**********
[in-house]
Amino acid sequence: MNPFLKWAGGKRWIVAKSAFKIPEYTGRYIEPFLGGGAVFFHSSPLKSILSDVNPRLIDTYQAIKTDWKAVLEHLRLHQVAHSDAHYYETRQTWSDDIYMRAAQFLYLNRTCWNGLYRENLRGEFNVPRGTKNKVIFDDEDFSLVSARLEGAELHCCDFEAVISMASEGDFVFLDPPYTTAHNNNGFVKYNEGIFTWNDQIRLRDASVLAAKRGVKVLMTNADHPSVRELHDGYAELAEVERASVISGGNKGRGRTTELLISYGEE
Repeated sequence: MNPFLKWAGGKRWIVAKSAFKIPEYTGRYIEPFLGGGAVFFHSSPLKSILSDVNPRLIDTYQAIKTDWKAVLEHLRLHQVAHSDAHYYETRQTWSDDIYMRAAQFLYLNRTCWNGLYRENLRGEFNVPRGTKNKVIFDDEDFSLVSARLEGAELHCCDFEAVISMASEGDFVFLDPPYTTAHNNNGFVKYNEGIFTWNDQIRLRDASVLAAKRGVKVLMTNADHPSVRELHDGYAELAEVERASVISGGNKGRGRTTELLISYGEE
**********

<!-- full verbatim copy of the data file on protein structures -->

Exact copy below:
[in-house]
Amino acid sequence: MNPFLKWAGGKRWIVAKSAFKIPEYTGRYIEPFLGGGAVFFHSSPLKSILSDVNPRLIDTYQAIKTDWKAVLEHLRLHQVAHSDAHYYETRQTWSDDIYMRAAQFLYLNRTCWNGLYRENLRGEFNVPRGTKNKVIFDDEDFSLVSARLEGAELHCCDFEAVISMASEGDFVFLDPPYTTAHNNNGFVKYNEGIFTWNDQIRLRDASVLAAKRGVKVLMTNADHPSVRELHDGYAELAEVERASVISGGNKGRGRTTELLISYGEE
Repeated sequence: MNPFLKWAGGKRWIVAKSAFKIPEYTGRYIEPFLGGGAVFFHSSPLKSILSDVNPRLIDTYQAIKTDWKAVLEHLRLHQVAHSDAHYYETRQTWSDDIYMRAAQFLYLNRTCWNGLYRENLRGEFNVPRGTKNKVIFDDEDFSLVSARLEGAELHCCDFEAVISMASEGDFVFLDPPYTTAHNNNGFVKYNEGIFTWNDQIRLRDASVLAAKRGVKVLMTNADHPSVRELHDGYAELAEVERASVISGGNKGRGRTTELLISYGEE